A little wildness in the cellar, eh? Very apropos as we’re well into the 2012 harvest, by now, and tanks and barrels are busily bubbling away as we speak.
In a recent post I managed to record a one-minute description of how wine is made – whew! In that post I mentioned that wine was probably discovered by accident because yeast is everywhere, just like bacteria. And, all you need to make wine is grape juice and yeast. Wild yeast strains come in with the grapes and often take up residence in the winery.
The vast majority of wine is made by inoculating the juice or must (crushed grapes) with cultured wine yeast. It’s the best way to make sure the job gets done and, these days, also because the winemaker can select a specific yeast that brings out the black currant character in Cabernet or the floral nature of Muscat. They can select heat and cold tolerant strains, low-foam strains, yeast that tolerates high alcohol…
But in fine wine production, some winemakers choose to go native – they let nature take its course rather than adding wine yeast. It’s a calculated risk. Since the winemaker doesn’t know what kind of yeast is at work, or how much of it is present there’s a chance that he’ll have a “stuck fermentation” which means the yeast has petered out before the job is done, leaving him with a tank of sweet Cabernet – yum!
Of course, the winemaker can try to get things going again by adding yeast or yeast food. Sometimes they take several gallons from a tank that’s fermenting well and add it in to the stuck batch to encourage the fermentation to finish up. So, all is not lost, but the result may not be quite what that winemaker had in mind.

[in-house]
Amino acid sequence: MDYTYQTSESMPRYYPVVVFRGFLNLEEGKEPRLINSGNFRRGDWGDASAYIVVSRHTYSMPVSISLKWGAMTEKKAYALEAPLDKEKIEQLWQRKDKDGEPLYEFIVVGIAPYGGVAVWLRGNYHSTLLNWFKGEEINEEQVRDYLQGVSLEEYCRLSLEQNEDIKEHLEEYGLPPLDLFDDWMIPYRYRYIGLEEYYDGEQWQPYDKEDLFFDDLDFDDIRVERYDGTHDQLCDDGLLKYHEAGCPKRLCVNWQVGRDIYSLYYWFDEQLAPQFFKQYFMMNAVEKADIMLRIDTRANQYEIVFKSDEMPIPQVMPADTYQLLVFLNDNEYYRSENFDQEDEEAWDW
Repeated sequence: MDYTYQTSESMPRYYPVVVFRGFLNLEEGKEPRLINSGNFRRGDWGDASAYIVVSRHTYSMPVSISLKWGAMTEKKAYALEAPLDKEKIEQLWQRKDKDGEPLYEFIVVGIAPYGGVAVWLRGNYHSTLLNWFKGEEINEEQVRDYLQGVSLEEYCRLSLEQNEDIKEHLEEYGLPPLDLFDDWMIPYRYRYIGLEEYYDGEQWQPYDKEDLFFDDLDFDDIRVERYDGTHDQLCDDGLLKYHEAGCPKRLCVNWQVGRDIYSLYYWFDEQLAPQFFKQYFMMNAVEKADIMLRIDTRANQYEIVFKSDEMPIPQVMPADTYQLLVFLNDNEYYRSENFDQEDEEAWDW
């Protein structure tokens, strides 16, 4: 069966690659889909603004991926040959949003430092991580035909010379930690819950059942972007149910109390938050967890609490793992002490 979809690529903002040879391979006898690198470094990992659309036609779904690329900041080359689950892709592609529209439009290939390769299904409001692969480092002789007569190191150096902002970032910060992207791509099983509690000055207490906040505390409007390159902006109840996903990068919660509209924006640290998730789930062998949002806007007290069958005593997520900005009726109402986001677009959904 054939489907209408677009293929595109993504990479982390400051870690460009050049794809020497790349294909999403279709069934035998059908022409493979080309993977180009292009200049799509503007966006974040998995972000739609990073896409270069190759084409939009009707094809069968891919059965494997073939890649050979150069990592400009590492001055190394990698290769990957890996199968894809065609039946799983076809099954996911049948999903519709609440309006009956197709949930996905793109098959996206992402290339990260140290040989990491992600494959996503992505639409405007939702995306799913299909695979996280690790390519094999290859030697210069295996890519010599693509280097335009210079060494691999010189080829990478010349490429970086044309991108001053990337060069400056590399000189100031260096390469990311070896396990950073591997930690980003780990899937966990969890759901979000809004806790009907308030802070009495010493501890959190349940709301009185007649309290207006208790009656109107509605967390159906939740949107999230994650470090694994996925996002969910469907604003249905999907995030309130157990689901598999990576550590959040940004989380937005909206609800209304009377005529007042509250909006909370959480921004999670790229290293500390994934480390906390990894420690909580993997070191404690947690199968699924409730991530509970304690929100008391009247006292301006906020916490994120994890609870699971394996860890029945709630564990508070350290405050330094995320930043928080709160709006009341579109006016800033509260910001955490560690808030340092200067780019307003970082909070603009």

Those winemakers who pursue wild fermentation are looking for added complexity. The theory is that there’s not one dominant strain present, but that several different strains are involved and they die off at different times during the fermentation, each adding its own layer of complexity.
Because the sensory difference between wild and inoculated fermentation is quite subtle, it’s often reserved for subtle varieties like Pinot Noir and Chardonnay. Actually, when I was at a seminar at UC Davis, a PhD said, unequivocally, that consumers can’t smell or taste the difference between wild and inoculated fermentation in wine. I guess that’s as subtle as it gets!
So, why bother? Well – there are those winemakers who sincerely want to do everything they can to make their wine distinctive. The idea is that no one variable makes a big difference but, if he’s taken extra care every single step of the way, it adds up to something really special. Very commendable.
But then, the cynic in me wonders how much of it is driven by marketing. Everyone is looking for a way to differentiate himself – to break out of the pack. Wild fermentation is something that can be used in marketing pieces and there are those buyers who are drawn to wines made in a “natural,” “non-interventionist” way.
And, when it comes to marketing, semantics count, big time. I have a client who likes the cachet of referring to wild fermentation on his labels and in his winemaker notes. I have another client who isn’t comfortable with the word, “wild.” It sounds too much like things are out of control for him. In that case we go with “native-yeast” fermentation.
What do you think of the “non-interventionist” movement? Are you more likely to buy a wine that’s as natural as possible? Or are you focused on the quality/price ratio?